Customizable DAOFitlife Meal Plan and Grocery List Links
- Customizable DAOFitlife Meal Plan and Grocery List Template Google Sheet
- Downloadable DAOFitlife Meal Plan and Grocery List Template Excel Document
- Printable DAOFitlife Meal Plan and Grocery List Template PDF
Exercise Template Links
- Customizable DAOFitLife Exercise Plan Google Sheet Template
- Downloadable DAOFitLife Exercise Plan Excel Document
- Printable DAOFitlife Exercise Plan PDF
New app for helping anxiety
I was alerted to this new app, Worry Knot, that works you through “mental knots” that can jam you up throughout the day with exercises that take only a few minutes.
First, the app asks you to articulate the new “knots”. Just putting the problem or recurring concern in writing helps. Sometimes this alone helps when you see it in print, because some of our worries are frankly absurd, and we don’t realize that until there is some kind of objective guardrail. Do you sometimes notice when you are sharing your worries with a friend or loved one, it kind of sounds silly when you say it out loud? This is what helps you see that.
After you input your “knot” the app asks you to scale your level of anxiety from 0-10. 0 is calm, whereas 10 is really stressed. This can be somewhat arbitrary, but that guides the process.
Here is a visual of what the first two steps in the process:
The mechanism that the app uses to deal with the “knot” is a visualization exercise based on cognitive behavioral therapy. This involves conjuring a routine action that you have no emotional attachment towards. If you can’t think of one the app gives you options, like watching TV, riding a bike, cooking dinner, or brushing your teeth. I came up with doing laundry, which ironically helps me be more calm. Then once you come up with that, the app helps you transfer the neutral feeling you have about the routine task to the “worrying event.” Once you finish the exercise, the app stores the knot, which can help if you tend to worry about the same thing over and over.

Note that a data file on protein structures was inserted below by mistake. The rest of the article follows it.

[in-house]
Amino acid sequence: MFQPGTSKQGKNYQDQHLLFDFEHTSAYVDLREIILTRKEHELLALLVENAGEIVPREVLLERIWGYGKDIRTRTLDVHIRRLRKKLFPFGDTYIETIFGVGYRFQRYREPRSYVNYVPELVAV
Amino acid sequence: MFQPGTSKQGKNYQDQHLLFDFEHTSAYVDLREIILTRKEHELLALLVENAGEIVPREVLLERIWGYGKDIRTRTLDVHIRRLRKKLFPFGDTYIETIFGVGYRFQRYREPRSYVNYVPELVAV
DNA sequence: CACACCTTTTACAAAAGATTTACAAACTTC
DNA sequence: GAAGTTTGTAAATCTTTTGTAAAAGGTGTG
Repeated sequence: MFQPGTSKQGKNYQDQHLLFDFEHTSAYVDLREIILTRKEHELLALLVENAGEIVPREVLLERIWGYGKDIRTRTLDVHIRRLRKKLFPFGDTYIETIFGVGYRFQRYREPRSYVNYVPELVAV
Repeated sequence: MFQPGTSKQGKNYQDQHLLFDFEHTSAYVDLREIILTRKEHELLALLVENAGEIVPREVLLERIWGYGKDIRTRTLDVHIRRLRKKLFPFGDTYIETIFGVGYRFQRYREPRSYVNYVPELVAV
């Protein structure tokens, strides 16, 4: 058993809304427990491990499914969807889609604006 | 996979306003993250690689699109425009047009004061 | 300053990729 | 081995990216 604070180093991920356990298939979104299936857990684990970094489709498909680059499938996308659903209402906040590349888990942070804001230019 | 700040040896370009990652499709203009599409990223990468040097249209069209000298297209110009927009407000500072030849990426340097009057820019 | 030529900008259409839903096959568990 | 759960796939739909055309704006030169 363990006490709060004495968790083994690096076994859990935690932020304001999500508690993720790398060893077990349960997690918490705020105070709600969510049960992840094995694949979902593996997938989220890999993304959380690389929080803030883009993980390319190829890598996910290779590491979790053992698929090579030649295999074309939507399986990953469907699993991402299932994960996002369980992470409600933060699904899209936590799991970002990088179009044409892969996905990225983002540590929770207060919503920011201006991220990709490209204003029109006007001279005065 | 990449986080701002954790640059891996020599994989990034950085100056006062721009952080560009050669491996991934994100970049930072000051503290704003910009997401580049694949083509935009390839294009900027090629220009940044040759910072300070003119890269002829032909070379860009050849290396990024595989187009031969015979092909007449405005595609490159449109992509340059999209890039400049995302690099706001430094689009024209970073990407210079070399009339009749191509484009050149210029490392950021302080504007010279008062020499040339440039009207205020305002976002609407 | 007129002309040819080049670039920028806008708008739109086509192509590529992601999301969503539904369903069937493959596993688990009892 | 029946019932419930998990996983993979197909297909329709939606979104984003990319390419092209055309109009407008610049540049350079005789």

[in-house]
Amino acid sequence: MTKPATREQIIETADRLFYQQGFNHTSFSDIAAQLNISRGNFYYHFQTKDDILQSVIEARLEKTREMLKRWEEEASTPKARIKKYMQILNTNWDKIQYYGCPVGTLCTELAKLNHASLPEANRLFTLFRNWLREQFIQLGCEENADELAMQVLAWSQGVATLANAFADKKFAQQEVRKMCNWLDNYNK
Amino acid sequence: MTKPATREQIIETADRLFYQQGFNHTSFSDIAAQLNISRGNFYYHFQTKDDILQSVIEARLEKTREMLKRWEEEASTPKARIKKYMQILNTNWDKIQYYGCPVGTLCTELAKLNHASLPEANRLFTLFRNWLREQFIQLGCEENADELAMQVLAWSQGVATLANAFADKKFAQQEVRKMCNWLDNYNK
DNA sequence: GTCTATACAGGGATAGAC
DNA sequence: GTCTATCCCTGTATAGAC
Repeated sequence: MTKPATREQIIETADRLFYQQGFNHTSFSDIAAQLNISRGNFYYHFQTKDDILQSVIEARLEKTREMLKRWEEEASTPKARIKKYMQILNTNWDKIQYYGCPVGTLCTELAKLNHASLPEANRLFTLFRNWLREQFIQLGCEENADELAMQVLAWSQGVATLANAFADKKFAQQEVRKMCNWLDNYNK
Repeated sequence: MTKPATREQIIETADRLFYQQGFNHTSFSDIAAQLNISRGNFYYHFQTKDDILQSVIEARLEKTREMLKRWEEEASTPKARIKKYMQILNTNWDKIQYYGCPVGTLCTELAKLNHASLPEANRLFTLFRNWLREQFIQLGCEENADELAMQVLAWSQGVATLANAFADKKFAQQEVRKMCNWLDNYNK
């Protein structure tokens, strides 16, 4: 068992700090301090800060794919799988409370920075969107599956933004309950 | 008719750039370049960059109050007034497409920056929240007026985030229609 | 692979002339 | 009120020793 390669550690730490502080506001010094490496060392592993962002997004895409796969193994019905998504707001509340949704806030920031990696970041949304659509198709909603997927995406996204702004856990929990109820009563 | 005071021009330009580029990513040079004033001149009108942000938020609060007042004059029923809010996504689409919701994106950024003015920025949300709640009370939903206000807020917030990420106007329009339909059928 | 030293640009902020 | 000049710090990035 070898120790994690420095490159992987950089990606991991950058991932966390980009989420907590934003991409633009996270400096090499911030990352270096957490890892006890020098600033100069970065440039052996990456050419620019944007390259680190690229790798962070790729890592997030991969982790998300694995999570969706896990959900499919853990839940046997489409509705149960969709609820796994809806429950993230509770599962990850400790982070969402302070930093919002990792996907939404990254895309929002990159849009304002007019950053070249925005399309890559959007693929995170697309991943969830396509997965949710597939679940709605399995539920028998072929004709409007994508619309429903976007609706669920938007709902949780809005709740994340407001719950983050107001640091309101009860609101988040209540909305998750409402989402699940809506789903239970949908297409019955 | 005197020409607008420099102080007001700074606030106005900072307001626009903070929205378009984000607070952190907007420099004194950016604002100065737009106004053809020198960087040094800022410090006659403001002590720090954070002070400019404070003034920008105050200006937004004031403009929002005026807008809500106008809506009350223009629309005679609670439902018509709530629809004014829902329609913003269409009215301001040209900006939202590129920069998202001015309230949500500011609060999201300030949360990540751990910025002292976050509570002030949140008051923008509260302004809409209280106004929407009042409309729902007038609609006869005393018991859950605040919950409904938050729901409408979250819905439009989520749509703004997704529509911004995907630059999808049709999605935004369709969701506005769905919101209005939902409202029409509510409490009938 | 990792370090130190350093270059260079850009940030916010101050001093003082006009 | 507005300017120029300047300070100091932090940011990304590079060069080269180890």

Home gym equipment
Are you still working out at home? In the current environment, that may be a good option. Or, you may have just gotten accustomed to the time and money saved from canceling your gym membership. It’s perfectly do-able to have a great home gym, even in an apartment. This article from Popsugar fitness goes through the best selection of exercise bands, mats, Swedhish balls, and even home TRX ropes. This is also a good compromise if you think you may eventually go back to regular studio or gym training. If you are gung-ho at home and low on space, you can look into the Mirror or Tonal options, but given the priciness that’s a long-term commitment to make. You can find a review of the Mirror here and of Tonal here.
The equipment in the Popsugar post is also worth investing in if you are doing a hybrid model, for example, splitting your time between gyms/homes. The bands are especially good for travel. While it’s not on the list, I would also highly recommend getting a pair of disc sliders. I like this brand, which is carpet safe. They are also easy to pack and there are a lot of slider-based exercises you can do for your core, legs, arms, even back. Here’s a good example of a slider workout. from Self Magazine.